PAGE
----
2. DB server denying access temporarily (e.g. load)

  3. Incorrect port setting

  4. Incorrect credentials

  5. And many more

Should the system go into the wait and retry mode for cases 3, 4, 5? Or should it refuse to deploy?

Solution 3: the smart app (framework)

Another solution is for the app to have a smart overall bootstrap logic. It tries to eagerly start but if a Hibernate ORM connection error occurs, only the inbound request framework is started. It will regularly try and boot and in the mean time return HTTP 500 errors or similar.

This requires an app framework that could handle that. It embeds circuit breaker logic in the app and can better react to specific errors. I wonder how common such frameworks are though.

This is in spirit the same solution as solution 2 except it is handled at the higher level of the app (framework) vs Hibernate ORM.

Solution 4: the cloud / MSA platform restart the apps

An arguably better solution would be for the cloud platform to handle these cases and restart apps that fail to deploy in these situations. It likely requires some kind of service dependency management and a bit of smartness from the cloud infra. The infrastructure would upon specific error code thrown at boot time, trigger a wait and retry deployment logic. There is also a risk of a dependency circularity leading to a never starting system.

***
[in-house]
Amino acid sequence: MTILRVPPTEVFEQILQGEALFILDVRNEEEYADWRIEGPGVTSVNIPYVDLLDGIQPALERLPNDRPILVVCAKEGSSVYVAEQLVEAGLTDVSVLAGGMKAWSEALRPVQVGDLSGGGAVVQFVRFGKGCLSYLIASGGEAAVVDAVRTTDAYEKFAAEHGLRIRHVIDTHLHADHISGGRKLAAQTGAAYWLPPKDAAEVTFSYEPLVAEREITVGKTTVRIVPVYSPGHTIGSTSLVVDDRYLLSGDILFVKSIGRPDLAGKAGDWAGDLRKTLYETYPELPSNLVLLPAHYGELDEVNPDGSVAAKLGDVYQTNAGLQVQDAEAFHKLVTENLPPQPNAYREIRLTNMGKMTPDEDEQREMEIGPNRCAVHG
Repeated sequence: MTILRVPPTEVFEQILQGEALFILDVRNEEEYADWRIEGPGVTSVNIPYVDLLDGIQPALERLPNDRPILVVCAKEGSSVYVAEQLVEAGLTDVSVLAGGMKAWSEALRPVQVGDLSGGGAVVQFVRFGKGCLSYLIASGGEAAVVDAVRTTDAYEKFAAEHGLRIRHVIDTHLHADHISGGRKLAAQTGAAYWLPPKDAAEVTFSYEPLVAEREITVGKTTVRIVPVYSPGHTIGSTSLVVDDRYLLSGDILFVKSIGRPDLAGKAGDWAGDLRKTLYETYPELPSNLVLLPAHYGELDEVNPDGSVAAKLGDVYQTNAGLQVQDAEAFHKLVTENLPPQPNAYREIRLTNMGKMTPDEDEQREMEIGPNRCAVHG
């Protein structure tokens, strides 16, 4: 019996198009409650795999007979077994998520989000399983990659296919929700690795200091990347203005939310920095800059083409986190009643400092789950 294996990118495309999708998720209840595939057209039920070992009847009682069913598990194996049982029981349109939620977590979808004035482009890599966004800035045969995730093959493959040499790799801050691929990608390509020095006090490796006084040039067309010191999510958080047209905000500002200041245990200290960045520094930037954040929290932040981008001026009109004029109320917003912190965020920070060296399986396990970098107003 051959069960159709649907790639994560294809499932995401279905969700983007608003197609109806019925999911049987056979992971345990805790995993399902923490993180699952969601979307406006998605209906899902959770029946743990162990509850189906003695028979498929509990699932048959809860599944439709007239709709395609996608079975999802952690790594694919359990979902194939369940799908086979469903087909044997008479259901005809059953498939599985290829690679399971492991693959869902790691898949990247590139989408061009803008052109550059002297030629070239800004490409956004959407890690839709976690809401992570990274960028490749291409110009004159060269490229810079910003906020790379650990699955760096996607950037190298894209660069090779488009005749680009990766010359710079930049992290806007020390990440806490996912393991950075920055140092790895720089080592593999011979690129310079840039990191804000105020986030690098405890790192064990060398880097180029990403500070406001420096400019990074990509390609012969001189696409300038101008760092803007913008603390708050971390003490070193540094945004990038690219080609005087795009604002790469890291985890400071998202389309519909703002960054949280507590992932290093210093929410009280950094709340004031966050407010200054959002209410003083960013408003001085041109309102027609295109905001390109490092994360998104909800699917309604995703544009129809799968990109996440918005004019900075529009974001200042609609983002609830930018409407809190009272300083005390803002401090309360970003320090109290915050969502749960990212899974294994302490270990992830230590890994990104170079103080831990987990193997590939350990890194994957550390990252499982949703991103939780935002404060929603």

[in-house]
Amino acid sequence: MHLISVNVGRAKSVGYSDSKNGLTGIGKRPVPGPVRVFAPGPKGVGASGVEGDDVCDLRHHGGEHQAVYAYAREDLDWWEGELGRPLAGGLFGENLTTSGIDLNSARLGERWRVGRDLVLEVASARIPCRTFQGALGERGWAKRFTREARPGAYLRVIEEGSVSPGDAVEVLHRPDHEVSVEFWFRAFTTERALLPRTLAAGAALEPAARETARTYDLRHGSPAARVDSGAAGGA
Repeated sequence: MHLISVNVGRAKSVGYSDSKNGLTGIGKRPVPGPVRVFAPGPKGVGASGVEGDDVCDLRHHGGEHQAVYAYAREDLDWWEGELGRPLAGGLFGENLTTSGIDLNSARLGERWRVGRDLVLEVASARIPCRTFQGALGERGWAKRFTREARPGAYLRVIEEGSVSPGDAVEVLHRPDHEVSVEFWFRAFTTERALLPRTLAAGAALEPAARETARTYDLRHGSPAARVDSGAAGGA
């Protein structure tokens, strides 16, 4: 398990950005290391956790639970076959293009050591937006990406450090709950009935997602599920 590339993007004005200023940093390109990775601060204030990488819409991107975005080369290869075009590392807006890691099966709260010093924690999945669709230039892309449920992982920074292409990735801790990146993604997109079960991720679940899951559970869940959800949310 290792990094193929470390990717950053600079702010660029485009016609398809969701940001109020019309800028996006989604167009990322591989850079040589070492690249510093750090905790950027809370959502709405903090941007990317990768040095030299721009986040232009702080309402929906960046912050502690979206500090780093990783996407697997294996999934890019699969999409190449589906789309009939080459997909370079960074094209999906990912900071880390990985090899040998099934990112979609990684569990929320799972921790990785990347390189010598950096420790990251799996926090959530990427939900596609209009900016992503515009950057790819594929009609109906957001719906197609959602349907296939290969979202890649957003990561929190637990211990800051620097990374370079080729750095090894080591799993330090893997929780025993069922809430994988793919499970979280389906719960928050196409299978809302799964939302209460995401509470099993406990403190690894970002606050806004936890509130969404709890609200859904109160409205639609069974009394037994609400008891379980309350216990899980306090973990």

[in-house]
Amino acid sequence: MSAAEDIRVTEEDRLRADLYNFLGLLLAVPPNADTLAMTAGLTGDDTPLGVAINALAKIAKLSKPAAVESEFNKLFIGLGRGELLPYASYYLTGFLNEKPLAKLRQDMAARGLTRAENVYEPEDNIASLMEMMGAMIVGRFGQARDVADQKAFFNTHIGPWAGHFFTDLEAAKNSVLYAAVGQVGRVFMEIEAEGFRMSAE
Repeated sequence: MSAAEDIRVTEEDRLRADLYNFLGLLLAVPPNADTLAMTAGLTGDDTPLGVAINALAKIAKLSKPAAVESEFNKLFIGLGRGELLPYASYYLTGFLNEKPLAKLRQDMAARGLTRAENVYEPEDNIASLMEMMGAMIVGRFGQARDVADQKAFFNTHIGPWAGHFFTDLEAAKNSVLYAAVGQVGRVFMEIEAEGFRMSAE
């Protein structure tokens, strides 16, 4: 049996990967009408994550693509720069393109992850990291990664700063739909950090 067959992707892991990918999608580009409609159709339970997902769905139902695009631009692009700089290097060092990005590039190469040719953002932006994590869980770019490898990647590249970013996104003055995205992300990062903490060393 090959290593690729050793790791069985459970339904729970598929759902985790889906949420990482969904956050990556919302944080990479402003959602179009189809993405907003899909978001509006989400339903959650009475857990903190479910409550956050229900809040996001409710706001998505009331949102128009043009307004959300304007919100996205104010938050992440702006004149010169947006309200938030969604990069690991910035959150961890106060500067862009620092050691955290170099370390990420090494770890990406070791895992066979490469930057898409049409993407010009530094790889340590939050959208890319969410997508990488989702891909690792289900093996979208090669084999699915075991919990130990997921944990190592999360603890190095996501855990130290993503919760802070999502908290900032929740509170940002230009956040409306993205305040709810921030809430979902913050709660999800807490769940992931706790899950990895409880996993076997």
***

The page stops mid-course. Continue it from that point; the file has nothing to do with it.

I guess not all cloud infra offer this and we would need an alternative solution. OpenShift let’s you express dependencies to make sure a given service is started before another. The user would have to declare that dependency of course.

Solution 5: proxy!

Another solution is to put proxies either before the app inbound requests and/or between the app and the database. Proxy is the silver bullet that lots for cloud platforms uses to solve world hunger in the digital universe.

How many proxies and routing logic does it take to serve a "Hello world!" in the cloud?
Who proxies the proxies?

:)

This approach has the advantage of not needing customized apps or libraries. The inconvenience is more intermediary points between your client and the app or data.

If the proxy is before the application, then it needs a health check or a feedback from the boot system to wait and retry the re-deployment of the application on a regular basis. I’m again not certain cloud infrastructures offer all of this infrastructure.

If the proxy is between Hibernate ORM and the database (like HAProxy for MySQL), you’re still facing some timeout exception on the JDBC side. Which means the application will fail to boot. But at least, the proxy could implement the wait and retry logic.

My questions to you

Do you have any input on this subject:

  • what’s your opinion?

  • what’s your experience when deploying cloud apps?